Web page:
When he passed away in 2018, French-Algerian singer Rachid Taha left behind a storied legacy. Outspoken in his opinions (he spoke up against the evils of both the Bush administration and French filmmaking), he was just as bold in his sounds, mixing urban chaâbi with punk rock, as inspired by the Clash as by Maghrebi pop. The posthumous release, Je Suis Africain, stands as one final display of his musical dynamism. It’s an album noteworthy not because it’s particularly spectacular, as Taha’s music goes – there are, in his nearly decades-long catalog, more memorable, more sharply bombastic tunes than these – but because it shows his monumental creativity.
Eclecticism was and is the hallmark of Taha’s work. In his younger years, he layered funk, raï, and salsa, among other styles, as a club DJ. On Je Suis Africain, he operates under much the same philosophy, albeit with more of his own material. The opening track, “Ansit”, has a loose rock and roll swagger to it, with Taha’s voice and Toma Feterman’s electric guitar adding a compelling roughness to swirls of kaval and violin. On “Aïta”, crisp percussion – north African drums and castanet-like karkabas – leaves space for rapid motion.
Melancholy “Minouche” is something of a shift, Taha’s voice a strange mismatch for straightforward, sentimental Andalusian sonics. From this lull, though, he launches into the title track, embracing a pan-African identity through both lyrics and composition. Taha calls out the names of African and diasporic figures as wide-ranging as Mandela, Kateb Yacine, Jimi Hendrix, and Angela Davis, among many others. Meanwhile, West African musicians and instruments abound, including but not at all limited to Lassana Diabate on balafon, Sekou Bah on bass, and Assaba Dramé on ngoni). A high-energy chorus of “Africain!” resounds as Taha embraces his entire birth continent over layers of highlife-infused rock.
Multi-instrumentalist Toma Feterman is key to the next two tracks, his nimble trumpet particularly stellar on “Wahdi”, which also features the dulcet tones of Swiss-Algerian artist Flèche Love. That same trumpet, in conjunction with Feterman’s tuneful whistling, makes “Insomnia” sound delightfully like the opening of a spaghetti Western set on the south side of the Mediterranean, with kavals, cümbüş, and electric guitar creating a lush backdrop for the complexities of Taha’s delivery.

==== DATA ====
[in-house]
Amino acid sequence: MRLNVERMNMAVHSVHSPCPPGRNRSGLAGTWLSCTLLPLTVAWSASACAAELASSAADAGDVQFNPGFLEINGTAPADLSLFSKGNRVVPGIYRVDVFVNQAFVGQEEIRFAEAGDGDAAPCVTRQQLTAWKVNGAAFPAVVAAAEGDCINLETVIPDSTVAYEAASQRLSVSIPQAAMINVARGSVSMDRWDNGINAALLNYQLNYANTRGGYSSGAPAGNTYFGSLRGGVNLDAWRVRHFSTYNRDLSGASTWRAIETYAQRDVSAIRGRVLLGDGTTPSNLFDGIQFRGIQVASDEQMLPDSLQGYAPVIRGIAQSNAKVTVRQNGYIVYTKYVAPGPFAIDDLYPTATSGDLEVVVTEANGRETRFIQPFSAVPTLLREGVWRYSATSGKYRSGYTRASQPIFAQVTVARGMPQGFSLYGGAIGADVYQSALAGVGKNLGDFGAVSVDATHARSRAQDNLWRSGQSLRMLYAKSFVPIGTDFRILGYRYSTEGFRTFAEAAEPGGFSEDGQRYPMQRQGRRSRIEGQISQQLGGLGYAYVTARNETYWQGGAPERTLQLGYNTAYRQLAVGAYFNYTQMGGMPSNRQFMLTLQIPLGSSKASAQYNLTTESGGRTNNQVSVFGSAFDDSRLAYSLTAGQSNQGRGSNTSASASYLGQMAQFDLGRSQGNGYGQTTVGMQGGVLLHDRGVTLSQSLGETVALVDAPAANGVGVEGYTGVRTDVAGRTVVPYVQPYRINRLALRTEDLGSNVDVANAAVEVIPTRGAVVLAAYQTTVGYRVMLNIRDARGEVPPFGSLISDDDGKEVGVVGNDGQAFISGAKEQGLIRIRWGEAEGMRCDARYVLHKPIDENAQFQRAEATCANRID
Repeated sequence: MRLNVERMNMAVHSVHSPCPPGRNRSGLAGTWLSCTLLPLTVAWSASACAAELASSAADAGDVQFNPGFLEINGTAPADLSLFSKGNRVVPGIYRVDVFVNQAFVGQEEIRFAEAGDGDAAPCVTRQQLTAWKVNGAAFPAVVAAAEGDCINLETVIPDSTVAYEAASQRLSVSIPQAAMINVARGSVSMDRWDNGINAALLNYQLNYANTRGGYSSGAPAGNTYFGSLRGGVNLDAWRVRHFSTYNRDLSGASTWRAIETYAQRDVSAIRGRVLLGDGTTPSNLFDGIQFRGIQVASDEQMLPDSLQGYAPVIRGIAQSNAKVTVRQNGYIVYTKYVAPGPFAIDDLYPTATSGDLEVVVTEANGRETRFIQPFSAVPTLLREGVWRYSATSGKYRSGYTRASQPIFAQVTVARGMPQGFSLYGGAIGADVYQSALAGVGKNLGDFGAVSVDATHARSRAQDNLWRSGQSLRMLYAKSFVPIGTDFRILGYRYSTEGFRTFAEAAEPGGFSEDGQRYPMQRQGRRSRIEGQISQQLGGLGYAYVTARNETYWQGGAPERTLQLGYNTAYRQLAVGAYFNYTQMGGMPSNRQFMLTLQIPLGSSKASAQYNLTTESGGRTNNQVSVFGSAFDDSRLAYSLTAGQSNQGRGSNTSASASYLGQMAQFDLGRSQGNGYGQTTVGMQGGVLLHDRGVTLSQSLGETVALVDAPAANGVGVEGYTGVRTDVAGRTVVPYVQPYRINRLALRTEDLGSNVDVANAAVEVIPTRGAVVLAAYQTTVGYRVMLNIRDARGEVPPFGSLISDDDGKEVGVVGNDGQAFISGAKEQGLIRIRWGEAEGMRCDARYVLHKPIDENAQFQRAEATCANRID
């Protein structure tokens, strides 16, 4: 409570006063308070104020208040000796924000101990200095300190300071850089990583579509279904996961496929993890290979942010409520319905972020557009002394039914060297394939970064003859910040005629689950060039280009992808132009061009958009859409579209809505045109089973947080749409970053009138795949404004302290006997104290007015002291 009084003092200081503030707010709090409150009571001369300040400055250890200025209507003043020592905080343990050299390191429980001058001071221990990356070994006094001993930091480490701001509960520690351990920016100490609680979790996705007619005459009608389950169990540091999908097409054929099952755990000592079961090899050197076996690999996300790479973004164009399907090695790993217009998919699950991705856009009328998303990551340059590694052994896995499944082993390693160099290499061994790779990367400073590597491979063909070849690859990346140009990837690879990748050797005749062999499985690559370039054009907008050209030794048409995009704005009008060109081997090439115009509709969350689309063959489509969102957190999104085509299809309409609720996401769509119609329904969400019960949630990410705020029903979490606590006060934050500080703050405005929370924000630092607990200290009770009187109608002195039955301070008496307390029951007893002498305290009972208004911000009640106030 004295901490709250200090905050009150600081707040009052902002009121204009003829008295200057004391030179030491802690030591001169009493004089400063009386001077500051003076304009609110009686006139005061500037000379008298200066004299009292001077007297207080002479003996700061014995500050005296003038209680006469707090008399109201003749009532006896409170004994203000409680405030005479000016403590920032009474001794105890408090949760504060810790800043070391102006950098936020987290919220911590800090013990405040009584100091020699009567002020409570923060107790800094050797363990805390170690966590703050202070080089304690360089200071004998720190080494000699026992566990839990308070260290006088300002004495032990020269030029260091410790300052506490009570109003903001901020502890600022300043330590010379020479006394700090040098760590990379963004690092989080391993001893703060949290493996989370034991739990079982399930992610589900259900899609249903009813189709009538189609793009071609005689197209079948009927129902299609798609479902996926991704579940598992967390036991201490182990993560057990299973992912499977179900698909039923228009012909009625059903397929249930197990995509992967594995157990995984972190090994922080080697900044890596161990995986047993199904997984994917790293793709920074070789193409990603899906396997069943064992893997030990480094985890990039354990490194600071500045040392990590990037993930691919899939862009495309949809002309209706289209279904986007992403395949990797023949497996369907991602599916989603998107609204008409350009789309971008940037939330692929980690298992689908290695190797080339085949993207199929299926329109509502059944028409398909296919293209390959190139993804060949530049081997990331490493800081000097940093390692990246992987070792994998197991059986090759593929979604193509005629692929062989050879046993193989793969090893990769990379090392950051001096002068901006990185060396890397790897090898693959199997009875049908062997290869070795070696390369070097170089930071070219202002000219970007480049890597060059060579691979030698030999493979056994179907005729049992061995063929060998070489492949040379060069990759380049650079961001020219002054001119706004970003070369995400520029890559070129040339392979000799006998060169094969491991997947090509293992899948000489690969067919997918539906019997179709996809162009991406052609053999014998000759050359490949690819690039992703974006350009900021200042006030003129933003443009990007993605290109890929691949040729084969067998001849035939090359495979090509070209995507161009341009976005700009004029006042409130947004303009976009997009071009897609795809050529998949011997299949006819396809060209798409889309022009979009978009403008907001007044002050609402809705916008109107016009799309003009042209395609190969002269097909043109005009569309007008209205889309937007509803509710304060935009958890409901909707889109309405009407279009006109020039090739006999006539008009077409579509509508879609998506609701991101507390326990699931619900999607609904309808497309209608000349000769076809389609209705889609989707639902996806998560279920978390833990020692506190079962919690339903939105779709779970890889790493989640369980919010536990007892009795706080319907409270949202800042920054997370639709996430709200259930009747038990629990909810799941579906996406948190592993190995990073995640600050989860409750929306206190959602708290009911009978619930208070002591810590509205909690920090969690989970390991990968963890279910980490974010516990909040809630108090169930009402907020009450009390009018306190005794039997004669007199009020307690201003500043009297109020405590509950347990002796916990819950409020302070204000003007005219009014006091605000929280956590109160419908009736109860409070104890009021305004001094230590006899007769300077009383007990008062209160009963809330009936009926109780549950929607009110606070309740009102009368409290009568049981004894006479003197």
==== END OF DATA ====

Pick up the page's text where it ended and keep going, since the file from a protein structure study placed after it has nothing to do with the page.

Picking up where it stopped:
“Andy Waloo” has an electric punk vibe with none of the cynicism, while “Striptease” sings a tongue-in-cheek blues. “Like a Dervish” adds Balkan party vibes as Taha sings what he declares at the start to be his first song in English, crafting patchwork words to make his rhymes. An airy “Happy End” closes the album, heavy on strings (violin, viola, and especially the mandola typical of Taha’s work) and sincere declarations of love – uplifting sounds and words from Algeria’s consummate rock star. In the context of his death, it’s bittersweet. In the context of his life, it’s an unpretentious celebration.
Je Suis Africain is a display of skill and craft. Rather than showing Rachid Taha at his loudest, his most intense, it paints a multidimensional portrait of his creative mind, exposing the subtler aspects of his work while continuing to showcase his iconic charisma. Taha was an artist who knew no limits in his art, and Je Suis Africain is undeniably meaningful in continuing his innovative work of embracing new styles in constant redefinitions of rock and roll.